Comparing Hand Ranges When Considering Whether to Bluff Catch

Dominik Nitsche

I played an interesting hand recently in the PokerStars and Monte-Carlo©Casino EPT €100K Super High Roller, one that illustrates how bluff catching involves not just suspecting your opponent is bluffing, but also recognizing whether or not the cards you hold make it more or less likely your opponent might be bluffing.

It was a few hours into Day 2 of the tournament and we had been losing players much more quickly than anticipated. I believe there were only two tables left, with the top six players making the money. I had built my stack to just under 1 million with the blinds 5,000/10,000 (with the 10,000 big blind ante), so I had nearly 100 BBs with which to work.


Christoph Vogelsang, my chief opponent in this hand, was the table's chip leader. Christoph is obviously a very good player, and had been playing a lot of hands when he opened from the cutoff with me on the button, Nick Petrangelo in the small blind, and Ali Reza Fatehi in the big blind.

I assumed Christoph's opening range from the cutoff was quite wide, roughly 38-40 percent of hands. That would include any Ax-suited and Kx-suited hands, Q4-suited or Q5-suited and higher, J5-suited or J6-suited and higher, as well as all the lower suited gappers and a few other hands. You never know precisely in game what hands appear at the bottom of a 40 percent raising range, but that's an approximation.

When facing such a wide opening range, I've already got a game plan in mind from the button that includes considering how often I want to three-bet or call. I'll go ahead and reveal my hand — {k-}{q-} (with no heart). With this hand you can't go wrong whether calling or three-betting. In this case I decided to call, but other times I can certainly see myself reraising.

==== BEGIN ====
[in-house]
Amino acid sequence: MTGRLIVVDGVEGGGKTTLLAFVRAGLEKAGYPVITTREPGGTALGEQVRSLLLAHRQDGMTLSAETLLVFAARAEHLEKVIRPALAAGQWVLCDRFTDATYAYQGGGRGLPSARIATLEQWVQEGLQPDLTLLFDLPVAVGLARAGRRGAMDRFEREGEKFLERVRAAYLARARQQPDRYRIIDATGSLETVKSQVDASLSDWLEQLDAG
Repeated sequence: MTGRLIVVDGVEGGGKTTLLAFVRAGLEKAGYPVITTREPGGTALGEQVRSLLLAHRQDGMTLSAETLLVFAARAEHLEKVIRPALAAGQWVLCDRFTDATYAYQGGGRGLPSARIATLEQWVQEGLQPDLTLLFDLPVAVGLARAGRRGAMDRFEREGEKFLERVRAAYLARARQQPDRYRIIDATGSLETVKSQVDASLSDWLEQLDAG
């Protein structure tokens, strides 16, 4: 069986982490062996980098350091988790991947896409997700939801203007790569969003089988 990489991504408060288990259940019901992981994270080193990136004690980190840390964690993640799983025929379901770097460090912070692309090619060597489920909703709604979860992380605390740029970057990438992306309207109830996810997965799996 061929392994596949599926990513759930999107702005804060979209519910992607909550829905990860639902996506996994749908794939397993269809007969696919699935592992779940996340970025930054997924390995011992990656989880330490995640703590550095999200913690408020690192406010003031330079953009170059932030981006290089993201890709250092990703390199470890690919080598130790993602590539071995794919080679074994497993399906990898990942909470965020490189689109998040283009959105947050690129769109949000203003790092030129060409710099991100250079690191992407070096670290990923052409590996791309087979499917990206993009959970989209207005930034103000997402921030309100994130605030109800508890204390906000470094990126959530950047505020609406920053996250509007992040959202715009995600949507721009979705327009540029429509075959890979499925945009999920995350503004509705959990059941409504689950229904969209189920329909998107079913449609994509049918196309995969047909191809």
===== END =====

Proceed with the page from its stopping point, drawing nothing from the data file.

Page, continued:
I might add that with Ali (a recreational player) in the big blind, it was more likely perhaps for me just to call. The fact is, there are lots of strategic arguments that apply here. Some will say in this instance you're supposed to three-bet, say, 10-15 percent of the time, while others might chime in that with a recreational player in the blinds you only want to reraise 6-7 percent of the time.

But doing that would mean only reraising with good hands which in turn makes it possible for the cutoff to raise more often to fold you out, meaning you get to pay the button less often (which is obviously less profitable for you). Also, if you're playing too passively you let the cutoff see more flops with lesser hands, which you also can't do.

All of which is to say you need to find a balance in these spots, and be willing to three-bet whether or not there is a recreational player in the big blind whom you might want to keep in the hand.

The Flop

Ali did come along as well from the big blind, and the flop came {q-Hearts}{j-Diamonds}{4-Hearts}. Ali checked, then Christoph thought for a bit (as he does) before making a continuation bet of about 40 percent of the pot.

That's a fine play by Christoph. Personally I'd probably tend to check this flop a lot of the time, considering how the button's range includes a lot of Broadway cards. Indeed, here this flop probably hits my range more than both Christoph's range or Ali's range.

Given that circumstance, when Christoph bet, then, I did think he wouldn't do that too widely — he probably had something, including, say, hands like T9 or AT as well as hand with hearts. He could also have aces, kings, QJ, 98, or Q4-suited (the bottom of his range).

I was happy with my hand and glad to call Christoph's c-bet. I was also glad to see Ali fold behind me.

The Turn

I should note that when I called the flop I was already thinking about subsequent streets. You should always have a plan, of course, and here in a tournament with a 30-second "shot clock," when I call the flop I already have to be thinking about what I am going to do on the turn and river.